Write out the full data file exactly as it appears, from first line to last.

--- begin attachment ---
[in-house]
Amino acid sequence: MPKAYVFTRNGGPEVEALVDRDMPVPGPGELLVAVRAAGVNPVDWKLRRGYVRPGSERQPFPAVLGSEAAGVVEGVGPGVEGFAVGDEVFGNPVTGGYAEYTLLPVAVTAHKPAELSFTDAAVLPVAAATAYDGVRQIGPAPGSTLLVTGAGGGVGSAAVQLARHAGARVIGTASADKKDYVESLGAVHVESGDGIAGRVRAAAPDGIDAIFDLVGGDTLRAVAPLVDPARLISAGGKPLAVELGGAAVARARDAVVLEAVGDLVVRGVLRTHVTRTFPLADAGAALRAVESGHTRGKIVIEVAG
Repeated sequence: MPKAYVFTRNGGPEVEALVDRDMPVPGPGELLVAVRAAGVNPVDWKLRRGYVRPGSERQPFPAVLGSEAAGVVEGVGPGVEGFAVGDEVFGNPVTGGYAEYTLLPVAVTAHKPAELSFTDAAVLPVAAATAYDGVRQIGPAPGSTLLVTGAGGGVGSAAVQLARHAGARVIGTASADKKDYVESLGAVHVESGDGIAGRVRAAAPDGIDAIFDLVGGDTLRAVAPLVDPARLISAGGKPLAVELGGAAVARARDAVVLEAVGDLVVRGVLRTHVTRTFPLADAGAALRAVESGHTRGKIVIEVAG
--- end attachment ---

[in-house]
Amino acid sequence: MPKAYVFTRNGGPEVEALVDRDMPVPGPGELLVAVRAAGVNPVDWKLRRGYVRPGSERQPFPAVLGSEAAGVVEGVGPGVEGFAVGDEVFGNPVTGGYAEYTLLPVAVTAHKPAELSFTDAAVLPVAAATAYDGVRQIGPAPGSTLLVTGAGGGVGSAAVQLARHAGARVIGTASADKKDYVESLGAVHVESGDGIAGRVRAAAPDGIDAIFDLVGGDTLRAVAPLVDPARLISAGGKPLAVELGGAAVARARDAVVLEAVGDLVVRGVLRTHVTRTFPLADAGAALRAVESGHTRGKIVIEVAG
Repeated sequence: MPKAYVFTRNGGPEVEALVDRDMPVPGPGELLVAVRAAGVNPVDWKLRRGYVRPGSERQPFPAVLGSEAAGVVEGVGPGVEGFAVGDEVFGNPVTGGYAEYTLLPVAVTAHKPAELSFTDAAVLPVAAATAYDGVRQIGPAPGSTLLVTGAGGGVGSAAVQLARHAGARVIGTASADKKDYVESLGAVHVESGDGIAGRVRAAAPDGIDAIFDLVGGDTLRAVAPLVDPARLISAGGKPLAVELGGAAVARARDAVVLEAVGDLVVRGVLRTHVTRTFPLADAGAALRAVESGHTRGKIVIEVAG